Have you ever wondered how multi-sized patterns are developed? For the home sewist, there are simple ways to grade a pattern up or down a size, but pattern designers need to have an understanding of pattern grading rules to correctly grade designs for different sizes.
Grading does not take into account the difference in body shapes. You can't take a pattern designed for a petite woman and grade it up to fit a plus-size woman; the resulting garment would need extensive alterations.
Likewise, know that when you add or subtract for girth, the length of the garment will also need to change in proportion, regardless of the height of the individual.
So if you want to design a pattern for women in regular sizes as well as petite and plus, you'll need three different grade rule libraries for the same design.
Only halves or quarters of the garment are dealt with at one time, so differences are divided by two or four as appropriate.
An increase of an inch (or any amount) needs to be added in proportionally. This is why we split the pattern piece into four pieces in the cut-and-spread method.
An adult body can roughly be segmented into eighths, and there are a few points on the body where you can apply length grade rules proportional to height.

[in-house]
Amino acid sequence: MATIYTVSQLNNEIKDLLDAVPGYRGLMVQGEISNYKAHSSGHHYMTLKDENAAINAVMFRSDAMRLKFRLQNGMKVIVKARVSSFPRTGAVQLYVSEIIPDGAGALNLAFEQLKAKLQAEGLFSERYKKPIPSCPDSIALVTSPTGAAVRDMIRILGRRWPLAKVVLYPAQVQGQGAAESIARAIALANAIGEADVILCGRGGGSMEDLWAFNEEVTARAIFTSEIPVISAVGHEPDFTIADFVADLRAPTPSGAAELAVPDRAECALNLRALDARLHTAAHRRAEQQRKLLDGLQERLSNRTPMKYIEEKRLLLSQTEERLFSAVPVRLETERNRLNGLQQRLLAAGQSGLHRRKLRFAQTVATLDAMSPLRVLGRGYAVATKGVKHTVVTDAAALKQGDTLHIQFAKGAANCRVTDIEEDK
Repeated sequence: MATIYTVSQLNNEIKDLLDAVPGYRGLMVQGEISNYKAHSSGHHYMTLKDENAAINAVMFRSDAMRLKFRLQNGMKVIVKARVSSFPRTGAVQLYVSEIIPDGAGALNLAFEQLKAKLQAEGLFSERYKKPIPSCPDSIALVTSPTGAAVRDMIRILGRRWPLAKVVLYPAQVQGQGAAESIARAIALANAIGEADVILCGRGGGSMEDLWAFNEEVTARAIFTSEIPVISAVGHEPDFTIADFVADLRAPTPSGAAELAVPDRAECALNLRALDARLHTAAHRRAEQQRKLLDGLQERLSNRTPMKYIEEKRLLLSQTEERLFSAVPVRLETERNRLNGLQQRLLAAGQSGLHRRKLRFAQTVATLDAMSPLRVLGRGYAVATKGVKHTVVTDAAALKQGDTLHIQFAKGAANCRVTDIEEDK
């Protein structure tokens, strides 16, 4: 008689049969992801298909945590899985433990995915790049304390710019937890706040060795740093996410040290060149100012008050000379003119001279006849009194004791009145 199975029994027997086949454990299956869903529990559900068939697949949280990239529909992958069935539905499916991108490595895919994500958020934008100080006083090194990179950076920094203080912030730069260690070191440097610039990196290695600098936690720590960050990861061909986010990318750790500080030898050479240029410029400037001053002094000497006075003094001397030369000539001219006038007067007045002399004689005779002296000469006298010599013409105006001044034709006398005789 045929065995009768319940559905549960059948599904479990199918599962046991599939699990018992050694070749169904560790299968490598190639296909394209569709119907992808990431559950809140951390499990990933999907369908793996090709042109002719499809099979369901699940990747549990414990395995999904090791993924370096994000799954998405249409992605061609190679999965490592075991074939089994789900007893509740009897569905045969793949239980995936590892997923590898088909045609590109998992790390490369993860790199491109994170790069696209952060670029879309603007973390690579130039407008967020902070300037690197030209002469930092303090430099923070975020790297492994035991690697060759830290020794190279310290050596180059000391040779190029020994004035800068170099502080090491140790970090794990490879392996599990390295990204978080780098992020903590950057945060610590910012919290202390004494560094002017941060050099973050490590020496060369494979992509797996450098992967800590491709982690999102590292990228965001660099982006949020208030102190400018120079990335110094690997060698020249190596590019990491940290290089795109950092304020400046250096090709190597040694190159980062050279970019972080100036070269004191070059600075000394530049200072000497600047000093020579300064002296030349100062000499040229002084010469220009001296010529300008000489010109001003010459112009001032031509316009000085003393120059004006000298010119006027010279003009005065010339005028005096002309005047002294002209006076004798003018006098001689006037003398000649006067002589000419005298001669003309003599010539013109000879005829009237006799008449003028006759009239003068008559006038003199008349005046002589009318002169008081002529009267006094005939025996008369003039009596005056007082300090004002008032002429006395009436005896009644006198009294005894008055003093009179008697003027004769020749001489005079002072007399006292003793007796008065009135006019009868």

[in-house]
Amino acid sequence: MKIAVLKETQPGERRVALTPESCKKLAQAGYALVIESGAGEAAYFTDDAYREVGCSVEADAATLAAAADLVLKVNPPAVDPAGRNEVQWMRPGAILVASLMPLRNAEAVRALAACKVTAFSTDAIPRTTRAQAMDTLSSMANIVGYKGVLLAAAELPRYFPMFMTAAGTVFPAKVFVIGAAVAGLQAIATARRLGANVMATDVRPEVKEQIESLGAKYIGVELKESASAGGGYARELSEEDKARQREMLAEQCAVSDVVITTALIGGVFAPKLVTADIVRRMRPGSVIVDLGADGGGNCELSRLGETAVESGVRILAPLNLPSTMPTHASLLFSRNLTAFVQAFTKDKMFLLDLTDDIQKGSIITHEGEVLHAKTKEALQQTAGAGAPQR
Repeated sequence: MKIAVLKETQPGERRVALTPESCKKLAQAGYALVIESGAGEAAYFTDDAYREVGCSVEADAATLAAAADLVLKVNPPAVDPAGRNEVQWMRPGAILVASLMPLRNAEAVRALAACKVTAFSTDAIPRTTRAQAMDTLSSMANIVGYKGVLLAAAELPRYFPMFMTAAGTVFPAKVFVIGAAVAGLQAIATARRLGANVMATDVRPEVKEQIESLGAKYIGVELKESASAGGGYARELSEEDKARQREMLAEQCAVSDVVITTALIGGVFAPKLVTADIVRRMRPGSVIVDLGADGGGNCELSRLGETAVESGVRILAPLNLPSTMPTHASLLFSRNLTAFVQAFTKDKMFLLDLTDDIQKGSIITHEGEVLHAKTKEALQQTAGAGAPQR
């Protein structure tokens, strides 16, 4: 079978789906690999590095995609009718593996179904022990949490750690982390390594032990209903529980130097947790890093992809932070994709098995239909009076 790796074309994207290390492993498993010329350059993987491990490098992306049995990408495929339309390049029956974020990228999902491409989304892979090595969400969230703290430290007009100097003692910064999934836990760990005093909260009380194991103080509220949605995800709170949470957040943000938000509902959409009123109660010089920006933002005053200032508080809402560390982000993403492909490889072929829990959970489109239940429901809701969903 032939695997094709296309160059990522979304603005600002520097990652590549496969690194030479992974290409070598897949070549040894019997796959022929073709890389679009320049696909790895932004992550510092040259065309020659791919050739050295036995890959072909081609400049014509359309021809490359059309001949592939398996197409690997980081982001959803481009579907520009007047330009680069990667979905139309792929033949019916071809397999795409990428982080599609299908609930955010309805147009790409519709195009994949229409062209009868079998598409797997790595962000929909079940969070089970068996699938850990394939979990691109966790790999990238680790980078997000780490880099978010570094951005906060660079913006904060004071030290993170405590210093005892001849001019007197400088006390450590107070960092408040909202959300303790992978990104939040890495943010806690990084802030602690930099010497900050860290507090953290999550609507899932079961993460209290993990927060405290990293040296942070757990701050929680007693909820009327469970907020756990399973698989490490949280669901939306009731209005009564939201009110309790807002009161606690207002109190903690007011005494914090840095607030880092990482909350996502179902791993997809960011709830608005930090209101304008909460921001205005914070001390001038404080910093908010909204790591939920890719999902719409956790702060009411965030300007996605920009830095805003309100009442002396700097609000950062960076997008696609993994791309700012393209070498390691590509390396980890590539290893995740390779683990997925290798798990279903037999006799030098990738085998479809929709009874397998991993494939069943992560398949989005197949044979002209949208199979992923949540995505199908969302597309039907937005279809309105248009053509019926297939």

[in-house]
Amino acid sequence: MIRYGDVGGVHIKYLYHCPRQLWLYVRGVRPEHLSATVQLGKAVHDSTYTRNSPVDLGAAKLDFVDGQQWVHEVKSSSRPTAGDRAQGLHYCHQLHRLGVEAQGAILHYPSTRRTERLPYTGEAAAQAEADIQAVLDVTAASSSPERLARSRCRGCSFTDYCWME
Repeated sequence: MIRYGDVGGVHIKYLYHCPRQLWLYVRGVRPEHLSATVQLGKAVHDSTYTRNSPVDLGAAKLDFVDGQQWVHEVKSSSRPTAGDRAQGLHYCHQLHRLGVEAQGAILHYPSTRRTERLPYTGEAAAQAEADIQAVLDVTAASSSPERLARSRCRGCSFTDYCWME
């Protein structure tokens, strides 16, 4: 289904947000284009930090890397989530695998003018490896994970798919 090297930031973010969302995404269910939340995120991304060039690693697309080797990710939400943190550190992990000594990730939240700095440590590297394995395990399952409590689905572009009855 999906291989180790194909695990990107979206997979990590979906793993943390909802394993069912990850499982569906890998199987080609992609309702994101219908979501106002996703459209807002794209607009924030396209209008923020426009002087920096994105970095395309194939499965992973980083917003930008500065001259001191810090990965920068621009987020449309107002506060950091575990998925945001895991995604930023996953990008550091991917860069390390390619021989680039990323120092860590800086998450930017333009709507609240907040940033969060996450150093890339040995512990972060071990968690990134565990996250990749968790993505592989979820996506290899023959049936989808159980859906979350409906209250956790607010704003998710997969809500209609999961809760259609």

Coincidentally, these grade rules can also be expressed in eighths.
This means that if you were grading a blouse pattern that hit at the waist, the length would need to increase by ¼" for every 1" in added height. (As noted previously, this doesn't take into account any increases in girth.)
On a blouse, girth would be added to the chest, waist, neck base, armscye (or armhole) circumference, as well as the upper arm. The grade specification for each will maintain the proportions of the design as it increases or decreases in size.
Have you determined pattern grading rules for any of your designs? Let me know in the comments!